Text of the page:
Vote By Mail – Making This Election So Important

If you are a registered voter here in Massachusetts, chances are you’ve received a folded-up card in the mail in recent weeks with the words “Official 2020 Vote by Mail Application” emblazoned on it in big block lettering. Yes. This year, due to public health concerns related to the COVID-19 pandemic, all Massachusetts voters can opt to vote by mail.

Earlier this month, Gov. Charlie Baker signed a law that extended this option to vote by mail to all Bay State voters for both the Sept. 1 state primary and the Nov. 3 general election. As part of that law, the secretary of the commonwealth was required to mail these applications for mail-in ballots to each of Massachusetts’ 4.5 million registered voters. This unprecedented change in how Massachusetts residents can vote left WGBH reporters with a number of questions about how it’s all going to work. Here’s what they’ve learned.

1. Do I have to vote by mail? Can I just ignore all of this and vote in person?

In-person voting will still be an option for anyone who doesn’t want to vote by mail.

2. What do I do if I haven’t received a vote-by-mail application?

You can download and print out an application:

Or you can write a letter to Boston Election Department.

3. What’s the deadline for applying for my vote-by-mail ballot?

There are separate deadlines for the state primary and the general election, but you can request ballots for both elections by filling out that single form. Your application for a vote-by-mail ballot for the state primary must be received by 5 p.m. on Aug. 26. Your application for a vote-by-mail ballot for the November general election must be received by 5 p.m. on Oct. 28.

These are both “received by” deadlines and not “postmarked by” deadlines.

4. Who pays for postage? “US Postage Paid”

5. Can I apply for my vote-by-mail ballot online or over the phone instead of filling out the form and mailing it back?

According to the Secretary of the commonwealth’s office, “all applications must be in writing.”

You can also fax your application to Boston Election Department.

6. If I would normally apply for an absentee ballot, should I still do that? Or does mail-in voting replace the absentee ballot this year?

Vote-by-mail ballots are available to all voters this year, but absentee ballots do still exist.

More information about how to apply for an absentee ballot is available :

7. If I apply for a vote-by-mail ballot, am I locked into voting by mail? Can I change my mind and vote in-person instead?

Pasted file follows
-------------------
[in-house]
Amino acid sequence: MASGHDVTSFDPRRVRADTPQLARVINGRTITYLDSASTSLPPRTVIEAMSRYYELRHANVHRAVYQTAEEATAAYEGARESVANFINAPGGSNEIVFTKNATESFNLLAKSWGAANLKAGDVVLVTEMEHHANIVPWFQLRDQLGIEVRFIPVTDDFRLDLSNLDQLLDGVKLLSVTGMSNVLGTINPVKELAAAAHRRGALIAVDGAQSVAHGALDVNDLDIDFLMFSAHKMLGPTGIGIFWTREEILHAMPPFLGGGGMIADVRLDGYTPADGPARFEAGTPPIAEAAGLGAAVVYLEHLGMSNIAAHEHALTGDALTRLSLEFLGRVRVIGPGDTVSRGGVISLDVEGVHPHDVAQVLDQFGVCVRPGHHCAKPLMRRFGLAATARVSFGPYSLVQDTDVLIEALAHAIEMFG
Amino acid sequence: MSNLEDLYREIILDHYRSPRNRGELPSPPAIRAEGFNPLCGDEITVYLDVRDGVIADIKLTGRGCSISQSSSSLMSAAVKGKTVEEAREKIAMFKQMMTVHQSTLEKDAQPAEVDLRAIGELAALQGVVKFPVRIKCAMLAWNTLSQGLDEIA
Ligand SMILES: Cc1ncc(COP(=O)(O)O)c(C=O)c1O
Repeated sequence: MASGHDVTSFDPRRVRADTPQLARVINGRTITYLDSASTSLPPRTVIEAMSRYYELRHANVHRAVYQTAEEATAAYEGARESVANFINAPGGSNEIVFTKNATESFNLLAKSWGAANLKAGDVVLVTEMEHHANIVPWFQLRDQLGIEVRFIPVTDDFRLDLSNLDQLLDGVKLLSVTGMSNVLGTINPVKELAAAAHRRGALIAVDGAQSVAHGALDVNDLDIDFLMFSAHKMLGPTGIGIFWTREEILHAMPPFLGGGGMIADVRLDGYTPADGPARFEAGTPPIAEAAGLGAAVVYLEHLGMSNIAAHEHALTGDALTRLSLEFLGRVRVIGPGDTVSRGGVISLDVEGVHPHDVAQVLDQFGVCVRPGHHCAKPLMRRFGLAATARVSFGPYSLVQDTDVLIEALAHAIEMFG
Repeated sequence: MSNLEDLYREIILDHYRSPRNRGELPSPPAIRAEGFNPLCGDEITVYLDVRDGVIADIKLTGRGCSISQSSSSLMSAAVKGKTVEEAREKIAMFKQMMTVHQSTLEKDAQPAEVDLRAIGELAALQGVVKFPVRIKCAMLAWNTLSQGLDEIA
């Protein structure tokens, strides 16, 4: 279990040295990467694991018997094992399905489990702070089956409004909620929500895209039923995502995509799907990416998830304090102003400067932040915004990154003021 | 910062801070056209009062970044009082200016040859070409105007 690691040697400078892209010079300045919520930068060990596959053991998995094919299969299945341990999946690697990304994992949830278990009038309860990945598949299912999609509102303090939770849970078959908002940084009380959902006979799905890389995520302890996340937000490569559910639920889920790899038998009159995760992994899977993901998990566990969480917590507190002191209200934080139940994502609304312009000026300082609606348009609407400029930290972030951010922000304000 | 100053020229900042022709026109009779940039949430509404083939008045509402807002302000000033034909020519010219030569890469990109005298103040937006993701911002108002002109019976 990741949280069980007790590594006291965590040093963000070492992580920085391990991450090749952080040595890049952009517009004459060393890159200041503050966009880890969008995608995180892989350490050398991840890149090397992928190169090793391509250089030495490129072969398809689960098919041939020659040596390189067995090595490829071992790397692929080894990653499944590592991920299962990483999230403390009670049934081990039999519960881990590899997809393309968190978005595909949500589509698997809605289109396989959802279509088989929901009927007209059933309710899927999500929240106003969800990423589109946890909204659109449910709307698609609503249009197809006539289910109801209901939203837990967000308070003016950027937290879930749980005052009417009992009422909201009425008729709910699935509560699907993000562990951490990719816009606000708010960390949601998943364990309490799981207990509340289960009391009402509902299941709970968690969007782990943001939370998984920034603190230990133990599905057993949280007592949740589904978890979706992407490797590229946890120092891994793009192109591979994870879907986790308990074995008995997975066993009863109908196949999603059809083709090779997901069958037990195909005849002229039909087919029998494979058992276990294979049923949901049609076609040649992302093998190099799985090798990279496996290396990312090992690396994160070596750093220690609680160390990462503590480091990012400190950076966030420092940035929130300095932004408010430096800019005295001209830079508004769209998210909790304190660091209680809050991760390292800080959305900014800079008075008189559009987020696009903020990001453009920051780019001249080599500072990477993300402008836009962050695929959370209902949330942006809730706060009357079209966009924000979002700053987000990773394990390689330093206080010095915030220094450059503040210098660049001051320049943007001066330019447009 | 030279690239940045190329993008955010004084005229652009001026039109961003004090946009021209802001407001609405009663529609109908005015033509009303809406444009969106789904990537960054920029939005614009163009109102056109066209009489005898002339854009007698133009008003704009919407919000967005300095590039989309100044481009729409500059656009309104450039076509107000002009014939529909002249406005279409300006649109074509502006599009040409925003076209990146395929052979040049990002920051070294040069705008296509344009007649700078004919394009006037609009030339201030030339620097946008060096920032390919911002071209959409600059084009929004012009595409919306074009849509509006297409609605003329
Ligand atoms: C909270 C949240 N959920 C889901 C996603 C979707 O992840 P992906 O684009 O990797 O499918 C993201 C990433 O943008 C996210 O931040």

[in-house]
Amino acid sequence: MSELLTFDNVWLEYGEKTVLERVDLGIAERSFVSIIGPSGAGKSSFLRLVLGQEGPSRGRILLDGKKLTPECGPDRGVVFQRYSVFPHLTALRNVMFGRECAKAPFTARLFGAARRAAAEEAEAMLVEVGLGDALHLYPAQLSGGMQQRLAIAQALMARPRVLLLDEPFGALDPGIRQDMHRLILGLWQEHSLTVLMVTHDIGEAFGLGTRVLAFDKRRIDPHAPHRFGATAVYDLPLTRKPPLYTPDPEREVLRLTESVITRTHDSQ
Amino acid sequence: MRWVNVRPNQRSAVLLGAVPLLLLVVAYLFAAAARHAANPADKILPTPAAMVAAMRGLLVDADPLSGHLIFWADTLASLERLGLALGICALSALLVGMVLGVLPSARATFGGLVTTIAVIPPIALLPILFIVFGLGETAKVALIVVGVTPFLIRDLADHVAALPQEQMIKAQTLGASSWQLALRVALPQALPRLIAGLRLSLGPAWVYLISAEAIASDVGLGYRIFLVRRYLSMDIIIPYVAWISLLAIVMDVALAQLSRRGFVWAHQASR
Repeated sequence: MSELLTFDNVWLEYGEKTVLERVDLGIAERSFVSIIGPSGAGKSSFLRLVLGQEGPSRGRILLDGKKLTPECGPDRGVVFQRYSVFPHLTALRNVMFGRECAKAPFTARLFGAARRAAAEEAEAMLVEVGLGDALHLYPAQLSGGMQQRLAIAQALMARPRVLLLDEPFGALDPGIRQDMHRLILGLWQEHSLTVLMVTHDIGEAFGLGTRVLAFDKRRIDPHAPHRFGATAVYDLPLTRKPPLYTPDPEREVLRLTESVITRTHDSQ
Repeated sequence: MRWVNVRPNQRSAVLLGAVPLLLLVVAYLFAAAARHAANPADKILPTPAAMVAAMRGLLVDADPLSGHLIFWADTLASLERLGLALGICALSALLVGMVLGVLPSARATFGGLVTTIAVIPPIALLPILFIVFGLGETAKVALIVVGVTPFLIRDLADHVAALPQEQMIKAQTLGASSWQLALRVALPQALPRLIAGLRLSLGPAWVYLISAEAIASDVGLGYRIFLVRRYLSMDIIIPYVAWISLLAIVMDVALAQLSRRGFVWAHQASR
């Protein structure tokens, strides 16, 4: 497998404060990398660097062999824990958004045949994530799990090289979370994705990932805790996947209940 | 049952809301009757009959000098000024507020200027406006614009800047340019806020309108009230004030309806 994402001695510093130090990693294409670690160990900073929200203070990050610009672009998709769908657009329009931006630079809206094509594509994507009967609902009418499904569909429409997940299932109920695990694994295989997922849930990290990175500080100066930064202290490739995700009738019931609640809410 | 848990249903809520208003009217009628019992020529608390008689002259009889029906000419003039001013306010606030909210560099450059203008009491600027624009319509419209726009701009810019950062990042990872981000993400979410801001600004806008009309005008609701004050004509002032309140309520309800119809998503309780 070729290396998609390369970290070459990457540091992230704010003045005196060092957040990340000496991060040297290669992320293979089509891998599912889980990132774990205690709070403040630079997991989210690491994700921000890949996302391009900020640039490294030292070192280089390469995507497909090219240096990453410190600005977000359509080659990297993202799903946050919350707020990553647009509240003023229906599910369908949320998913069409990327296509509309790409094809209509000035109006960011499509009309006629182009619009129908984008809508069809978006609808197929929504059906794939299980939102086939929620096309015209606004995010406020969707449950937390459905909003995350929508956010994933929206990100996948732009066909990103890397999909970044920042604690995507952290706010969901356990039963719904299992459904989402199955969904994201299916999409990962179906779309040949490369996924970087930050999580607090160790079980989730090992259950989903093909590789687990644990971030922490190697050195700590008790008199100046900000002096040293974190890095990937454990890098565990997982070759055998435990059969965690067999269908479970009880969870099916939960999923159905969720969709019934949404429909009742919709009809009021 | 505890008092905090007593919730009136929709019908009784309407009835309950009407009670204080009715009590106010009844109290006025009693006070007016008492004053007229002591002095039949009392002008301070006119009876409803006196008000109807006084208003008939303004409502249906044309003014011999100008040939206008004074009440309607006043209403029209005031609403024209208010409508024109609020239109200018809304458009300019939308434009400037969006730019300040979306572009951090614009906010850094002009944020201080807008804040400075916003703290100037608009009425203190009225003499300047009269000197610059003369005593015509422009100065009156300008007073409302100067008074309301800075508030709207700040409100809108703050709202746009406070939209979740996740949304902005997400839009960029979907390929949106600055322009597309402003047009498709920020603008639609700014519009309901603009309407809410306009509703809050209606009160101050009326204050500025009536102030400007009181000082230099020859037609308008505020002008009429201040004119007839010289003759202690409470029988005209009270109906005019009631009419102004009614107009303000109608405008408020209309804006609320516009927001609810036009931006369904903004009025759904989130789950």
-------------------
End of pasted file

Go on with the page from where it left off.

You do not have to vote by mail if you apply for and receive a vote-by-mail ballot. If the Boston election department has not received and validated your mail-in ballot by Election Day — Sept. 1 for the primary and Nov. 3 for the general election — you can still vote in person.

8. What do I do if I lose or damage my mail-in ballot once I receive it? Can I get another one? You can. But it will take some time. You can return a damaged ballot to Boston election department with a note indicating that you are “spoiling your ballot” and need a new one sent to you.

9. I’m worried my vote won’t be counted if I vote by mail. What might render my mail-in ballot invalid in Massachusetts?

Your ballot will be rejected if:

  • You missed the deadline to submit your ballot.
  • Your ballot envelope is not signed.
  • You have already voted in person.

10. If I vote by mail, will I receive confirmation that my vote was counted?

All accepted ballots will be counted. You won’t be notified that your vote has been tallied, but you will be if your ballot is not accepted. You can proactively confirm that your mail-in ballot was accepted at

11. What mechanisms are in place to ensure people don’t accidentally — or intentionally — vote by mail and then again in person?

Once a ballot reaches a local election office, the clerk must check the ballot envelope to make sure it is signed by the voter. As long as the ballot envelope is properly completed, the voter is then checked off on the voter list that will be used during early voting and at the polling places on Election Day, so the voter will not be able to vote again,

12. Will I have to show an ID with my mail-in ballot?

You might. First-time voters to show ID if they registered to vote by mail and their identity has not been confirmed.

13. How will officials tabulate the results? What is the expected time frame for this?

All ballots, whether filled out in-person or submitted by mail, get fed into the ballot box. About five dozen smaller Massachusetts municipalities still count votes by hand. In most cities and towns, votes are processed through an optical scan machine. Any vote that is processed —in person or by mail — is required to happen “in full view of the public.” In general, mail-in ballots are processed at the polling location where each voter would have cast an in-person ballot.

Poll workers are required to announce to anyone present when they are processing mail-in ballots at a polling location.

By state law, official Primary election results must be certified by local election officials within four days of the Election. For the November general election, local election officials must certify the results within 15 days of Election Day.